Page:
On Sunday I met the group in front of the Centrum Judaicum and gave a very personal tour of the center of Berlin with old and new stories from this area.
Thank you, Reb Hannah, for this beautiful idea. Come back soon to Berlin. You are
 always welcome to join us. The experience with you and Bejt HaChidusch means a lot to us. 
Your very personal thank-you note to all of us has been particularly touching, which is why  I include it here:
 
Shalom Jalda and Ohelista’s,
On behalf of our whole group I would like to thank you whith all my heart for your hospitality. It was a great experience for our participants. You made it possible that the whole group could come along by offering your beds. The food was excellent, and eco kosher. The restaurants you reserved for us were just right. The group was greatly impressed by your service, and does hope we can have more of this in BHC. The shiur by Jalda on the Torah of the   imahot was found very interesting. The tour through Jewish Berlin, guided by Jalda, left an indelible impression. It was a most wonderful weekend.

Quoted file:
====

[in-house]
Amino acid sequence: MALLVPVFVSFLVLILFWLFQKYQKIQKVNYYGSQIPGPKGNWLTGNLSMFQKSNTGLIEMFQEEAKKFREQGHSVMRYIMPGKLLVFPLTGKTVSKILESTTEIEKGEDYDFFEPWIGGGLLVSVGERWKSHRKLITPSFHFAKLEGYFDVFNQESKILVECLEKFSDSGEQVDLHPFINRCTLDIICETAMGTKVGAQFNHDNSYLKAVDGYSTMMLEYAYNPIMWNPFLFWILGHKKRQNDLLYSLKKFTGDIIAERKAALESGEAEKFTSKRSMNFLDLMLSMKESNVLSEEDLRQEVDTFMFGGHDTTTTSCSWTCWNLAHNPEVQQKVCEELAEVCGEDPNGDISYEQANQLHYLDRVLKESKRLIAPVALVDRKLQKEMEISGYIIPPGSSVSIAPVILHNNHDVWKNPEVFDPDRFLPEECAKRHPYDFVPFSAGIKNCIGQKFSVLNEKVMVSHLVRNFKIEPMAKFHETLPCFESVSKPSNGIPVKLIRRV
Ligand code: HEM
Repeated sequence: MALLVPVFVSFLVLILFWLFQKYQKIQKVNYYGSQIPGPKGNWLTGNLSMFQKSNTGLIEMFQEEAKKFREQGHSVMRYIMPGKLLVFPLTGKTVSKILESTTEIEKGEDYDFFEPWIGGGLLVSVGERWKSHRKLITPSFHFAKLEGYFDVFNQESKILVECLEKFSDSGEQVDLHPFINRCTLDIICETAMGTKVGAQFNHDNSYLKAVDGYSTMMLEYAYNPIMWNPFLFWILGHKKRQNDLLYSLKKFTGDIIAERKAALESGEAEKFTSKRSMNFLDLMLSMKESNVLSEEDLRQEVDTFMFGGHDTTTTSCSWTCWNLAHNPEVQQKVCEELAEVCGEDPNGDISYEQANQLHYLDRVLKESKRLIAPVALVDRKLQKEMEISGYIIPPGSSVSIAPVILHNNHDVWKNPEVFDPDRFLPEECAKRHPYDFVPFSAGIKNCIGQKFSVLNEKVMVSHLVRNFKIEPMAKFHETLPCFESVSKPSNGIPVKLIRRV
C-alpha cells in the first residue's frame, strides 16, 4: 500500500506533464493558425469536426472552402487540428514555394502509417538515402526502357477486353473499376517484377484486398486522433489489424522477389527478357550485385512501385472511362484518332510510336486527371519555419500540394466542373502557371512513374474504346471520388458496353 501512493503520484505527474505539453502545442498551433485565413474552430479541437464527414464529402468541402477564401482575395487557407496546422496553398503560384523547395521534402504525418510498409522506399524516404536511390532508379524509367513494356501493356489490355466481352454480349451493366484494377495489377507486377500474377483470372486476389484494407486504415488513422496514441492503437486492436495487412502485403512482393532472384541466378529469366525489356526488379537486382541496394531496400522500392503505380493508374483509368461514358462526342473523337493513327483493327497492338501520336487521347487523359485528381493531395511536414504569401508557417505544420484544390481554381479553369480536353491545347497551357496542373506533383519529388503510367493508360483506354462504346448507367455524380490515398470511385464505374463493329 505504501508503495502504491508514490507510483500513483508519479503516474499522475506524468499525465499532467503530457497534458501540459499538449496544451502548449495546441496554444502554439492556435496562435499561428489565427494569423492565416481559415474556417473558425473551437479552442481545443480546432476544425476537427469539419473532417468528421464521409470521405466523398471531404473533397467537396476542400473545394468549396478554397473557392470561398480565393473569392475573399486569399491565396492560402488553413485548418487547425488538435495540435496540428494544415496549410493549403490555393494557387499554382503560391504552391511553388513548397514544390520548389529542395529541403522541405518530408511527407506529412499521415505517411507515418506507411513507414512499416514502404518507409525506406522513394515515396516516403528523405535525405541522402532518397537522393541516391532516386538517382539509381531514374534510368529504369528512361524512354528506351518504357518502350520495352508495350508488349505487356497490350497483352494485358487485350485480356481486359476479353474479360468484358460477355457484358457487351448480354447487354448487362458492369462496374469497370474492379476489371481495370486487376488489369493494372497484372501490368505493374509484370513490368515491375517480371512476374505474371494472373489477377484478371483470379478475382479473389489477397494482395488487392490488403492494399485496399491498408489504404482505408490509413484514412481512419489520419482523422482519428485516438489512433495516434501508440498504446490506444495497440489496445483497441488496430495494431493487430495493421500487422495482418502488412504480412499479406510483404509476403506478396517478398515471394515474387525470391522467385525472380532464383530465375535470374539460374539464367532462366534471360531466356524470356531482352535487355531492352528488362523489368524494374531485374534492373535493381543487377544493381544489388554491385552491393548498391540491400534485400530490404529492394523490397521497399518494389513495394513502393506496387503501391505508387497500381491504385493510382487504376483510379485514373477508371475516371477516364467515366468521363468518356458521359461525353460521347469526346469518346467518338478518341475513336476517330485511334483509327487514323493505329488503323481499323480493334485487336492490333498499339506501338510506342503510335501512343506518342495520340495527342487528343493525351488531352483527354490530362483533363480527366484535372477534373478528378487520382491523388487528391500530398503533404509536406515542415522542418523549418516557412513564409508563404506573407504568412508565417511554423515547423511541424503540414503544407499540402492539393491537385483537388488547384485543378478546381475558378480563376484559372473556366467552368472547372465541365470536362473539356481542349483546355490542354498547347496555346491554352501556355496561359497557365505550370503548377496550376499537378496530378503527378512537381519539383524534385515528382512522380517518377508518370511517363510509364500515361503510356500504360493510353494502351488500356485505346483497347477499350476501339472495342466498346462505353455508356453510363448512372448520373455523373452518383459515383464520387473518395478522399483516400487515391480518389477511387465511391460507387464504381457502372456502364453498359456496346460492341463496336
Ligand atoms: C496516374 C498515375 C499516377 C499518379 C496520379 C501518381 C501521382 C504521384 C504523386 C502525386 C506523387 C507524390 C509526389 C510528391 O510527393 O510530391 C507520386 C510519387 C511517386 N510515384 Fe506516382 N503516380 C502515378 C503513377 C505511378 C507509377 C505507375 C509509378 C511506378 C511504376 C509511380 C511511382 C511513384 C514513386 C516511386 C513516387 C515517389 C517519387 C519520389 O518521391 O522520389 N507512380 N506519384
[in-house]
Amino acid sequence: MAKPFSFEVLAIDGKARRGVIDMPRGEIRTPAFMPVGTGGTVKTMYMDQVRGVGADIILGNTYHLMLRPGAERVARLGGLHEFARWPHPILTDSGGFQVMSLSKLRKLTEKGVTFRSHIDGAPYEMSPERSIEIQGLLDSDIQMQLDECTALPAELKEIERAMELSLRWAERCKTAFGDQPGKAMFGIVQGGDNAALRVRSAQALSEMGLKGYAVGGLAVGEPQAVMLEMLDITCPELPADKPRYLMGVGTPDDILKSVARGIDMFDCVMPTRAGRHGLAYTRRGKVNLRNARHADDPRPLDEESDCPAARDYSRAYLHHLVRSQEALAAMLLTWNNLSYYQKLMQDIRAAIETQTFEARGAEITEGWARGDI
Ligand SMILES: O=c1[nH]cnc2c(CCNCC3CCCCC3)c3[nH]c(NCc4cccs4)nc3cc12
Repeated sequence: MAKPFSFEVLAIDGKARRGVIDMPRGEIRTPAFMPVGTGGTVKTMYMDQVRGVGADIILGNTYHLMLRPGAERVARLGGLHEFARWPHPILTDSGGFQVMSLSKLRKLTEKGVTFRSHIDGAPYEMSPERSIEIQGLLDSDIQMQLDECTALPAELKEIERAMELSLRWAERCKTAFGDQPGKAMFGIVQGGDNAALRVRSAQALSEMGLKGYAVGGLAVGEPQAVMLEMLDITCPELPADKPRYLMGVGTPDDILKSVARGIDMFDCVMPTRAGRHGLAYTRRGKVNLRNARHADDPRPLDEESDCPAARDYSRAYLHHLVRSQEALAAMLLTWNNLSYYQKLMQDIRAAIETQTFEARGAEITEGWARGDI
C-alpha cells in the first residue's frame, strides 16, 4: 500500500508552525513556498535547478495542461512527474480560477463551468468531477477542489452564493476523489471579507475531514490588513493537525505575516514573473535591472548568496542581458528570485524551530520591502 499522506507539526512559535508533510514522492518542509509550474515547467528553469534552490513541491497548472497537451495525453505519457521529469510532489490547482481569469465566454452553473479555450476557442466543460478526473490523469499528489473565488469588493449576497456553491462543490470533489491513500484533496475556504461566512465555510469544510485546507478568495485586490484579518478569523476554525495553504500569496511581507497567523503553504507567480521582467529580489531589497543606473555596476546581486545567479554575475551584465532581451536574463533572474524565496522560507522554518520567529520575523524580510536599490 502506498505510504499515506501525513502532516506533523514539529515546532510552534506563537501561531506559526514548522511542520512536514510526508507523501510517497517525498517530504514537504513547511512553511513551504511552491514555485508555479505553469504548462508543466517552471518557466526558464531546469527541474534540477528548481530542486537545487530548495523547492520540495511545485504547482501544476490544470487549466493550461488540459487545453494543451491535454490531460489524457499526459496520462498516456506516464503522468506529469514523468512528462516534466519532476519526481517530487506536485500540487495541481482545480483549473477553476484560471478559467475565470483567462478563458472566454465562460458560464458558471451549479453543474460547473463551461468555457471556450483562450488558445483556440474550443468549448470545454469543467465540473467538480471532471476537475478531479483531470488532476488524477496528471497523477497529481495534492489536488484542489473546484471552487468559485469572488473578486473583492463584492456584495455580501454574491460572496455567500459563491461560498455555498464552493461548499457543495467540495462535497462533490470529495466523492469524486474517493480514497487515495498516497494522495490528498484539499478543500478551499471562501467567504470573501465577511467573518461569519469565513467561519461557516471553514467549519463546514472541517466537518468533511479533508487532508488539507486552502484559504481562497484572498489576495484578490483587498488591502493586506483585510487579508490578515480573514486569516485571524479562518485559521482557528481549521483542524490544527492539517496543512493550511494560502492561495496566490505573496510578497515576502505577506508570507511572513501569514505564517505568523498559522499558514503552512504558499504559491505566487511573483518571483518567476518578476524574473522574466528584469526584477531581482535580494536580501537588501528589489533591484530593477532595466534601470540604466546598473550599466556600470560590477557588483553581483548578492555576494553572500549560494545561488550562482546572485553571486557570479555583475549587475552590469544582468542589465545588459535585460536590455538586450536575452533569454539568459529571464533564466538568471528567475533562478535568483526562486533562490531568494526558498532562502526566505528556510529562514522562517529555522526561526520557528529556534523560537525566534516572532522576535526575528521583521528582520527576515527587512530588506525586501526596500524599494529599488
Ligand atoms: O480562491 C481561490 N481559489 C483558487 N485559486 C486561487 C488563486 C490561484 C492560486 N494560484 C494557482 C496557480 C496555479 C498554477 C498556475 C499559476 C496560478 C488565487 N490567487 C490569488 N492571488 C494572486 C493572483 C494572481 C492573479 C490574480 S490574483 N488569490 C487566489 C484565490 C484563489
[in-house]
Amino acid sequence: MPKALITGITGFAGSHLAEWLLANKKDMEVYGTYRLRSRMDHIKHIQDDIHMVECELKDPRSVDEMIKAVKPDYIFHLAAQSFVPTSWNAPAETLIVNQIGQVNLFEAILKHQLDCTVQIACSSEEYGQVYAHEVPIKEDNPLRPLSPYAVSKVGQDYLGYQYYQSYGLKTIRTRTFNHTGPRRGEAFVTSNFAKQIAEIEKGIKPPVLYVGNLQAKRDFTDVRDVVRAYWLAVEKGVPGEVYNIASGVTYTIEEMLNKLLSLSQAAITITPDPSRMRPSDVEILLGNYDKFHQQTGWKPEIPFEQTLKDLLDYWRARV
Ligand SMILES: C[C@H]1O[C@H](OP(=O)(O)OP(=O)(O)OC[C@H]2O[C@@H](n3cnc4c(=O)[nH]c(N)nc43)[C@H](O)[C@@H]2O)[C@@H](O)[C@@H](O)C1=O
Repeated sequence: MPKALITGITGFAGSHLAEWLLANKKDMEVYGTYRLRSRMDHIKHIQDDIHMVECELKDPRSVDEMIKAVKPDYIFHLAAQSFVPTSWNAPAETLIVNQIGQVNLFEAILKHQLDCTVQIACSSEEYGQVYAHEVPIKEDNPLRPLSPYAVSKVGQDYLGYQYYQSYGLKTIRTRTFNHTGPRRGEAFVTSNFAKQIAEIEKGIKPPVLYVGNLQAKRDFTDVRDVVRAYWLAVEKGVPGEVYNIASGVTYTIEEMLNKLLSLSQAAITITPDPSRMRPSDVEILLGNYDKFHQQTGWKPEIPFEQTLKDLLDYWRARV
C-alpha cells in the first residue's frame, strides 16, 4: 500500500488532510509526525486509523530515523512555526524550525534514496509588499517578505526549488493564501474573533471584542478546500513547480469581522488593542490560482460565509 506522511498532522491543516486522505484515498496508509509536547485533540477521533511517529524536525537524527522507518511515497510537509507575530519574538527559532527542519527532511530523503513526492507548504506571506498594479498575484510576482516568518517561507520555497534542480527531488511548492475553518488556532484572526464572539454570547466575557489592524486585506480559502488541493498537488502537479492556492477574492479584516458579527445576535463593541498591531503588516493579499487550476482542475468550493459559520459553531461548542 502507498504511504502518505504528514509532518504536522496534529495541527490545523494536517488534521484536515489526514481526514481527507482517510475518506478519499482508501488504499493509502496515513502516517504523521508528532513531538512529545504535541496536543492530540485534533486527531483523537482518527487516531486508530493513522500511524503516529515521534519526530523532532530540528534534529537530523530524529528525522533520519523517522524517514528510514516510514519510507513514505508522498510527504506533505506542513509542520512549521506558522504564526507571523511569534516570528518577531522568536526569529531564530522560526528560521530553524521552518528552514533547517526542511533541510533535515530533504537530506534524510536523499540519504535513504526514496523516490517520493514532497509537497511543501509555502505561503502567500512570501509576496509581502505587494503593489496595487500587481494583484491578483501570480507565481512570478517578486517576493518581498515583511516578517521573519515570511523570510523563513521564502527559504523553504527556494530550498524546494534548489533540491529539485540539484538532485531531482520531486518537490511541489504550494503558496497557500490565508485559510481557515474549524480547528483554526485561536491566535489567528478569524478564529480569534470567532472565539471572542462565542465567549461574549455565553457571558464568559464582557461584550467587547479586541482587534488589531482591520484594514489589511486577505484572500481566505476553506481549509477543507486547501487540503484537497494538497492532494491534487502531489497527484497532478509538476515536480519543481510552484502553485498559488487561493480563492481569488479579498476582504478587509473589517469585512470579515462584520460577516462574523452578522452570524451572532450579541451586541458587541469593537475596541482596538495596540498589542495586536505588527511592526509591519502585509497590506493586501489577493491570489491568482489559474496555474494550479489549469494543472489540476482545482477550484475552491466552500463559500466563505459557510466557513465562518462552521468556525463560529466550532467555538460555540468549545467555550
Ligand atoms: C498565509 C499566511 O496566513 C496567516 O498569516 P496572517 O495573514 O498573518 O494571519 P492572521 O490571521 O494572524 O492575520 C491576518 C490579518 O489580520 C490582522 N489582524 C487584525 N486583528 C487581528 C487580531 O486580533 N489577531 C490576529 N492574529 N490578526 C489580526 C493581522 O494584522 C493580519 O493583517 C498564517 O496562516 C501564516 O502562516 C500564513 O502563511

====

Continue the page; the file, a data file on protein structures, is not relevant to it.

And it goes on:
I realise how much work this has been for you. Toda raba for everything!!!! And rav berachot on your kehilla. We hope to meet again soon!

Lehitraot, Rabbi Hannah

Text: Chasan Jalda Rebling  Photos: Anna Adam
Translation: Etha Jimenez and Joseph Rebling

Sukkot / 8.10.2014 / 14. Tischri 5775

The afternoon before the 14th of Tischri 5775, Erev Sukkot, we met to build our Sukkah at Gutshof Gatow.

Like every year, parents and children built the sukkah, under expert guidance of Anna.
At the same time,  a second group of us went on our field with a handcart to reap the fruits of last season.The children came back with abundant harvest, enough to decorate the sukkah and to prepare the Sukkot festival soup.